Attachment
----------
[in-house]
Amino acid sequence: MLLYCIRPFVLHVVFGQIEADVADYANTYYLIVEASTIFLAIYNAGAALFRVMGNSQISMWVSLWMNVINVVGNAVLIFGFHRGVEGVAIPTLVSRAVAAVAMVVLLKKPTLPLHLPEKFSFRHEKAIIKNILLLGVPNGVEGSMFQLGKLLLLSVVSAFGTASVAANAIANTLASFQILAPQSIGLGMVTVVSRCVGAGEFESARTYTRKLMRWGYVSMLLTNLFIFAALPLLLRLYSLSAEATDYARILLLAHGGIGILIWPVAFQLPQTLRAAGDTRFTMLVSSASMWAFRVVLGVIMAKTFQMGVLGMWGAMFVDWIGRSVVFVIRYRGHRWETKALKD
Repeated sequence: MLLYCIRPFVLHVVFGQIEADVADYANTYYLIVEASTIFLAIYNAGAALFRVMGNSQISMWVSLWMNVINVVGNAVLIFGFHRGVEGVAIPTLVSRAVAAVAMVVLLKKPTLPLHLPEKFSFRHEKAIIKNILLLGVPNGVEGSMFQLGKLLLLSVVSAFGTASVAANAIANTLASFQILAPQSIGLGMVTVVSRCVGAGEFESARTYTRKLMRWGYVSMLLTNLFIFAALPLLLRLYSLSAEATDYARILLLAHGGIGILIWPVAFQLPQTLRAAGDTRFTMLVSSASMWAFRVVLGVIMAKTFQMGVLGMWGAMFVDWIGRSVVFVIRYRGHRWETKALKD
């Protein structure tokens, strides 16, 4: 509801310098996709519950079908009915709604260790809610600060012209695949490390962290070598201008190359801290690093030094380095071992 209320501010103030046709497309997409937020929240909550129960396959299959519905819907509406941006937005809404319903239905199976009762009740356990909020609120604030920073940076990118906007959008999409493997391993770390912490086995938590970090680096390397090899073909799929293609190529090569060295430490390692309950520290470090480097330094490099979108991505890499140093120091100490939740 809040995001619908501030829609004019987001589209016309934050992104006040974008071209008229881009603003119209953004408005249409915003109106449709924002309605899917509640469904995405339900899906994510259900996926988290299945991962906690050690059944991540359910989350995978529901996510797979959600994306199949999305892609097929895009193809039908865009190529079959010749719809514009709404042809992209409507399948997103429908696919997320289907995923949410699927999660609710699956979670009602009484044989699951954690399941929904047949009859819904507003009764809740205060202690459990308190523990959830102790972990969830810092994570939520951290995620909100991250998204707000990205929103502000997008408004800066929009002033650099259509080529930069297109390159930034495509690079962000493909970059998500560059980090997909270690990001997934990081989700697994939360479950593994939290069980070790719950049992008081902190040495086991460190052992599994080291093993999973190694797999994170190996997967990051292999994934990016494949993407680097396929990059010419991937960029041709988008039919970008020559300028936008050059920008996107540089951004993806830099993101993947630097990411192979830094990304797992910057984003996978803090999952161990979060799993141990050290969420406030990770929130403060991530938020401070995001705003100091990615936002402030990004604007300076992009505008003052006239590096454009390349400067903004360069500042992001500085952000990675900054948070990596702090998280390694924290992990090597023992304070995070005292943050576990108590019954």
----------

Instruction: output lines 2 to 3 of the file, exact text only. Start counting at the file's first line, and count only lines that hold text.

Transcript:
Amino acid sequence: MLLYCIRPFVLHVVFGQIEADVADYANTYYLIVEASTIFLAIYNAGAALFRVMGNSQISMWVSLWMNVINVVGNAVLIFGFHRGVEGVAIPTLVSRAVAAVAMVVLLKKPTLPLHLPEKFSFRHEKAIIKNILLLGVPNGVEGSMFQLGKLLLLSVVSAFGTASVAANAIANTLASFQILAPQSIGLGMVTVVSRCVGAGEFESARTYTRKLMRWGYVSMLLTNLFIFAALPLLLRLYSLSAEATDYARILLLAHGGIGILIWPVAFQLPQTLRAAGDTRFTMLVSSASMWAFRVVLGVIMAKTFQMGVLGMWGAMFVDWIGRSVVFVIRYRGHRWETKALKD
Repeated sequence: MLLYCIRPFVLHVVFGQIEADVADYANTYYLIVEASTIFLAIYNAGAALFRVMGNSQISMWVSLWMNVINVVGNAVLIFGFHRGVEGVAIPTLVSRAVAAVAMVVLLKKPTLPLHLPEKFSFRHEKAIIKNILLLGVPNGVEGSMFQLGKLLLLSVVSAFGTASVAANAIANTLASFQILAPQSIGLGMVTVVSRCVGAGEFESARTYTRKLMRWGYVSMLLTNLFIFAALPLLLRLYSLSAEATDYARILLLAHGGIGILIWPVAFQLPQTLRAAGDTRFTMLVSSASMWAFRVVLGVIMAKTFQMGVLGMWGAMFVDWIGRSVVFVIRYRGHRWETKALKD